'In The Bottom of My Garden' by Andy Warhol (1956) in high resolution

warhol in the bottom of my garden This is the image from a book illustrated by Andy Warhol in 1956. Unlike prior works in this period, Warhol relies solely on imagery to depict his meaning in this work. This widely expressive account of faeries and putti, as they cavort in a garden, includes two references to J.J. Grandeville's 1884 work, "Les Fleurs Animée." Grandeville was one of the most important illustrators of Warhol's time, specializing in surrealist drawings that featured anthropomorphic interpretations of animals and flowers.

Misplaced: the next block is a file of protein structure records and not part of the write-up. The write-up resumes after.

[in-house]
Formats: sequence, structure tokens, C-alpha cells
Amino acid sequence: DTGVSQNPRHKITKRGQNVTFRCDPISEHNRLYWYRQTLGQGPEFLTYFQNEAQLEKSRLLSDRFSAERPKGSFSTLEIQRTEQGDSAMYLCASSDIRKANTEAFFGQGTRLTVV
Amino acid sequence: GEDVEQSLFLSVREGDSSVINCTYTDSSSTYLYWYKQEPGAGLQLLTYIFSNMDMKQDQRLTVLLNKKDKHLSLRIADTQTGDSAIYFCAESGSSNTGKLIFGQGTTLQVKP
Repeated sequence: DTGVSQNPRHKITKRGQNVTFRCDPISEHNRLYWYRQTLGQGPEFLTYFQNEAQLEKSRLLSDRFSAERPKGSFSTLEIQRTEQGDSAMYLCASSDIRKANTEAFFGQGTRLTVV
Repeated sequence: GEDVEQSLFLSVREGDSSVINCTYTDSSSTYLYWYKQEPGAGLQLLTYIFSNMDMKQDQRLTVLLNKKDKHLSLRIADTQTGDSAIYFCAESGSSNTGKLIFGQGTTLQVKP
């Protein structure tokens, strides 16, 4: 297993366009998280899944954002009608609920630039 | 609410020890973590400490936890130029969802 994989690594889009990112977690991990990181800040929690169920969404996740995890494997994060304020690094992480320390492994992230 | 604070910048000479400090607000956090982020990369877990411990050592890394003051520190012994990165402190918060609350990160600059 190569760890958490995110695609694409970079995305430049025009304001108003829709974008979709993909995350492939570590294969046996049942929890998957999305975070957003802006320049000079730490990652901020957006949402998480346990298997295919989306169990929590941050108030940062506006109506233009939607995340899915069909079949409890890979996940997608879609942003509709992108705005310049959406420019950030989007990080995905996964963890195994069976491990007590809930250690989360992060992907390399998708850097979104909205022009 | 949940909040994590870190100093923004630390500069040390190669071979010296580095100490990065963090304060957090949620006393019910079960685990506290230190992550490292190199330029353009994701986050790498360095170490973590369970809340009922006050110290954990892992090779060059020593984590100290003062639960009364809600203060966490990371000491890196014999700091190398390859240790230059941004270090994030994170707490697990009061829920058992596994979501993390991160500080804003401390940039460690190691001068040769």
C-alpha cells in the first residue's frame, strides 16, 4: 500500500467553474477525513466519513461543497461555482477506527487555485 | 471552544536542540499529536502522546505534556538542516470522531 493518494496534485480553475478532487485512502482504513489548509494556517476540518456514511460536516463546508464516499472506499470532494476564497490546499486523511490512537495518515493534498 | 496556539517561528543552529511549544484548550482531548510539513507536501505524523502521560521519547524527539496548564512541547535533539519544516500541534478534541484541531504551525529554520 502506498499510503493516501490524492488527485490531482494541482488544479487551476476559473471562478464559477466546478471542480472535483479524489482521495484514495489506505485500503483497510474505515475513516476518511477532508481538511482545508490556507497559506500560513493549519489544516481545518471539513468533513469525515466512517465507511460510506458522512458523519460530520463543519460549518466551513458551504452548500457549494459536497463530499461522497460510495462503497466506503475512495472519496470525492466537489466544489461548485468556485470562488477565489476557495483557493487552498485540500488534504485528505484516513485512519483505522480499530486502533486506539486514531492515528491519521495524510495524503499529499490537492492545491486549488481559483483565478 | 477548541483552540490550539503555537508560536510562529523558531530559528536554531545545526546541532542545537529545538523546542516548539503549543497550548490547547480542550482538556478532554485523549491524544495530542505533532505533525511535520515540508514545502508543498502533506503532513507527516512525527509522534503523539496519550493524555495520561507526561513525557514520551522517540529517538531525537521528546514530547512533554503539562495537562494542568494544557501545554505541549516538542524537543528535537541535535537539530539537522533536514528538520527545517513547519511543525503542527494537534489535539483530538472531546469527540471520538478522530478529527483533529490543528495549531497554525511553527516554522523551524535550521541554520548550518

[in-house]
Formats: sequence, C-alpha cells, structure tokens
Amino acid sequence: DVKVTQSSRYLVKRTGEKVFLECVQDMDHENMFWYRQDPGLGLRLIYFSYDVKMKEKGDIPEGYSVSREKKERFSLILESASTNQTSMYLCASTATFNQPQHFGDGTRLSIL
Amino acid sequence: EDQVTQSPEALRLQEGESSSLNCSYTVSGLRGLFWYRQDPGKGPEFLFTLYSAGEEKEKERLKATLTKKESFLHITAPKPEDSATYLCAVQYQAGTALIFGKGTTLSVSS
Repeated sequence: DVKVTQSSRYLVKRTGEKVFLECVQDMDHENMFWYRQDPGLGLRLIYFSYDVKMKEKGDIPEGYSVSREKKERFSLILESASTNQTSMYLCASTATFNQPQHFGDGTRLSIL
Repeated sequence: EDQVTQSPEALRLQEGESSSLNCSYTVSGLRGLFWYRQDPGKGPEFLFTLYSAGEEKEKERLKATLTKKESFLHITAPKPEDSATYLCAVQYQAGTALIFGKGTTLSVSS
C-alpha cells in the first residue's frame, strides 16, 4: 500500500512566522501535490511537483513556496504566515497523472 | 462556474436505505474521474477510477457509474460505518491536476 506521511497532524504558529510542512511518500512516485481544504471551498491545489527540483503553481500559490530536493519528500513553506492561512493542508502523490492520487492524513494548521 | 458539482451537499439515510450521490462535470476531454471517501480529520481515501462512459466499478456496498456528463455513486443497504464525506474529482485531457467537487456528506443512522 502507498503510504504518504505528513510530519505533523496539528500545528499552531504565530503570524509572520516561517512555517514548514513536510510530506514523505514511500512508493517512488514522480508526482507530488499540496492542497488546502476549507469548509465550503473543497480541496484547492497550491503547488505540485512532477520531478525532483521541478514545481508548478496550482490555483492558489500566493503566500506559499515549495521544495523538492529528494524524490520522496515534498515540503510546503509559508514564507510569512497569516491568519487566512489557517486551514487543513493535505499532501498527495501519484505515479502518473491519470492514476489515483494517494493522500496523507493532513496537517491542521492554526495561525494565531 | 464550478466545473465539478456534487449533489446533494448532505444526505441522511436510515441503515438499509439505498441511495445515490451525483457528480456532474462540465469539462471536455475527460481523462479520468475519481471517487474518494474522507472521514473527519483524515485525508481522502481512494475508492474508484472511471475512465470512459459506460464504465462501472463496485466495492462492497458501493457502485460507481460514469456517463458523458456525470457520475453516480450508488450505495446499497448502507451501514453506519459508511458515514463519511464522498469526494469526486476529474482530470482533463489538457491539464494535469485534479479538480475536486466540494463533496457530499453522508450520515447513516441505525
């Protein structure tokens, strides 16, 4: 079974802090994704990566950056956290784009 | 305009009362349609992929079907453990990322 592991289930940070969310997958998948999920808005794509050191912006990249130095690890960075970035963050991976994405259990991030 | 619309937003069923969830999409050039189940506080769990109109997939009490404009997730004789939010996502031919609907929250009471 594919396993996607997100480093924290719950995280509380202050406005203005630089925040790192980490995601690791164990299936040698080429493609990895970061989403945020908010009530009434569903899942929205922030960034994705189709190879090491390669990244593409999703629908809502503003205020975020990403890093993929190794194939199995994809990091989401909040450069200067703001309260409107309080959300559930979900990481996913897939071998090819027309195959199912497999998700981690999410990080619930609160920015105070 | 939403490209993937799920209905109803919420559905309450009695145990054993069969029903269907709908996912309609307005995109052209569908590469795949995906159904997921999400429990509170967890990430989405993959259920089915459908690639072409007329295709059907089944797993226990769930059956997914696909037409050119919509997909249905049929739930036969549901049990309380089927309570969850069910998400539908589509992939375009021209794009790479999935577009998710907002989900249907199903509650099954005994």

One of the most important things to note, when studying these exuberant baroque-like drawings, is how Warhol's personality seems to shine through more than with his iconic pop art. His encoded sexuality and fey sensibility seem to shine through as Warhol fights to discover himself, as an artist, without the limitations of being micro-managed by some art directors. (This was especially difficult in a period so addicted to the rise of abstract expressionism.) The most obvious outpouring of Warhol's sexuality can be found in the title alone. "In the Bottom of My Garden" was named after a song by Rose Fyleman and Liza Lahmann entitled, "There are Fairies in the Bottom of My Garden." This song was popularized by Beatrice Lillie, the woman who Warhol depicted in one of his gold shoe collages and who also served as one of the leading gay icons of her time. This process foreshadows the processes he used in 1974's "Flowers (Hand-Colored)" and in the trial proofs of the 1980's.